In healthy subjects, the ScvO2 value is lower than the SvO2 value. Kidneys receive a high proportion of cardiac output, but do not have much oxygen consumption, therefore, blood in the inferior vena cava has a higher oxygen content than that in the superior vena cava . This is the reason why the SvO2 value is greater than the ScvO2 value. Several studies were conducted to investigate the clinical applicability of substituting ScvO2 for SvO2 in critically ill patients. [12,13,20,21]. In cardiac surgery, it was reported that SvO2 monitoring should not be replaced with ScvO2 monitoring, and increased oxygen extraction ratio and hypocapnia were the major factors to worsen the agreement between ScvO2 and SvO2 [12,13]. In patients with low cardiac output after coronary artery surgery, ScvO2 could not be used as an alternative for SvO2 . Yazigi et al.  also reported that in these patients, the disagreement between ScvO2 and SvO2 was not corrected after volume loading and normalization of cardiac output. In liver transplantation surgery, ScvO2 and SvO2 showed a good agreement during the preanhepatic stage, whereas the agreement was poor after liver graft reperfusion .
This disagreement of ScvO2 and SvO2 in critically ill patients is caused by the relation changes between ScvO2 and SvO2 in periods of cardiovascular instability. Changes in distribution of cardiac output occur in patients with hemodynamic instability. In the periods of hemodynamic instability, blood flow to the abdominal circulation decreases, while that to the important organs such as heart and brain is maintained . This leads to the decrease of oxygen content in the inferior vena cava, thus, ScvO2 value becomes higher than SvO2 value. In recent studies, the average ScvO2 value was shown to be 4.0% to 7.0% greater than SvO2 value in critically ill patients [6,16,17]. In patients with septic shock, the bias between ScvO2 and SvO2 was 8.45%, and this difference correlated significantly to the noradrenaline infusion rate . In heart failure state, bias between ScvO2 and SvO2 was 6.9%, and this disagreement appeared to be more significant when SvO2 was below 70% . This indicates that in patients with severe heart failure, the difference between ScvO2 and SvO2 becomes greater, and which corresponds to our results. In the present study, the patients with greater ï„SO2 (> 12%) had prolonged ICU stay, ventilation time, hospital stay, and more severe postoperative complications. These results seem to be caused by heart failure after cardiac surgery. The patients with greater ï„SO2 were in the circulatory failure states, and this might lead to postoperative complications.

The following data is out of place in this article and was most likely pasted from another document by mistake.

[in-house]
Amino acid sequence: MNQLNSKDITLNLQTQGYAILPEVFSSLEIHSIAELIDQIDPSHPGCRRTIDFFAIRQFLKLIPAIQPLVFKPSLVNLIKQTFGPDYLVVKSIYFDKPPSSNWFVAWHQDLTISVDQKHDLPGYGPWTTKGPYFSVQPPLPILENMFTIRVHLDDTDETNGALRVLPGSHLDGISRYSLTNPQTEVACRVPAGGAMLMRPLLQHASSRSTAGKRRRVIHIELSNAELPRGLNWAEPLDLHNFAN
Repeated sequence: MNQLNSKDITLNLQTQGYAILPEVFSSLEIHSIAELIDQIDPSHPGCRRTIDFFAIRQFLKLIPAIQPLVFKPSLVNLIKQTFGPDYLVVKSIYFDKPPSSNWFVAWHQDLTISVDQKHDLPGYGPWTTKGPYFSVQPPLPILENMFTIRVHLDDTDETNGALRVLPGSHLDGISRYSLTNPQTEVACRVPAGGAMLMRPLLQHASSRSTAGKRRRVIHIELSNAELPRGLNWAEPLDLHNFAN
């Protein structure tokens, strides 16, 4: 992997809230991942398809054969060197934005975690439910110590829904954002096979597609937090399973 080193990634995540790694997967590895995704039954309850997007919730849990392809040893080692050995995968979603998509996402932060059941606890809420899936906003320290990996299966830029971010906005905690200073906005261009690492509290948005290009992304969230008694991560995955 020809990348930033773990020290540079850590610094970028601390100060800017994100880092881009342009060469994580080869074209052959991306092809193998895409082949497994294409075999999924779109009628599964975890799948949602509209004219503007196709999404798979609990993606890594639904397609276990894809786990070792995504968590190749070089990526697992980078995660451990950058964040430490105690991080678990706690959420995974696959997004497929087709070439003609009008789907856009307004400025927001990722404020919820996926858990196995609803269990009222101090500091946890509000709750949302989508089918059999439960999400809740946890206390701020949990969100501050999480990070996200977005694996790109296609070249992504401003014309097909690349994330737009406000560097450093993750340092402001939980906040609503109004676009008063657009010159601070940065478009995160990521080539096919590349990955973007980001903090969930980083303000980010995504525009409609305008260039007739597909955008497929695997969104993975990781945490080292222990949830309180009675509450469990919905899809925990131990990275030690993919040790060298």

Mozina et al.  reported that there was a significant difference between ScvO2 and SvO2 (9.4 + 7.5%) in patients with severe heart failure. They also showed that the difference between ScvO2 and SvO2 correlated significantly with plasma lactate level. Gutierrez et al.  investigated whether ï„SO2 were associated with survival rate in 106 critically ill patients. They drew blood samples from the proximal (ScvO2) and distal (SvO2) port of PAC every 6 hours from the time of PAC insertion until its removal (30.9 +11.0 hours), and reported that more survivors had mean positive ï„SO2 than descendents (p < 0.01). This result seems to contradict our results, however, they did not perform continuous monitoring of ScvO2 and SvO2. Continuous monitoring of ScvO2 and SvO2 is a critical issue when we use ï„SO2 as a predictor of clinical implications. If they performed continuous monitoring of ScvO2 and SvO2, the results might differ.
This study has some limitations. First, we did not perform monitoring of ScvO2 and SvO2 in the postoperative period. The ï„SO2 value in the ICU may reflect the postoperative complications more accurately than that during operation. However, as invasive surgical procedures could disclose the potential risk of heart failure evident, intraoperative observation is of significance. Second, we included the patients undergoing circulatory arrest and cerebral perfusion. This may affect the postoperative complications such as stroke and infection disease. Even with those limitations, our results suggest that in cardiac surgery patients, we can predict postoperative complications by measuring ï„SO2 value during operation.
The discrepancy between ScvO2 and SvO2 during cardiac surgery is the independent risk factor of postoperative complications such as prolonged ICU stay and ventilation time. We can predict the severity and incidence of postoperative complications by measuring ï„SO2 value during cardiac surgery. The reliability of ï„SO2 to predict postoperative complications may be better than those of ScvO2 and SvO2. The ScvO2 value is recommended to use in early-goal directed therapy, however, in cardiac surgery patients, both ScvO2 and SvO2 values should be monitored. Additionally, further studies are needed to investigate a new perioperative hemodynamic management protocol including measurement of discrepancy of ScvO2 and SvO2 in cardiac surgery.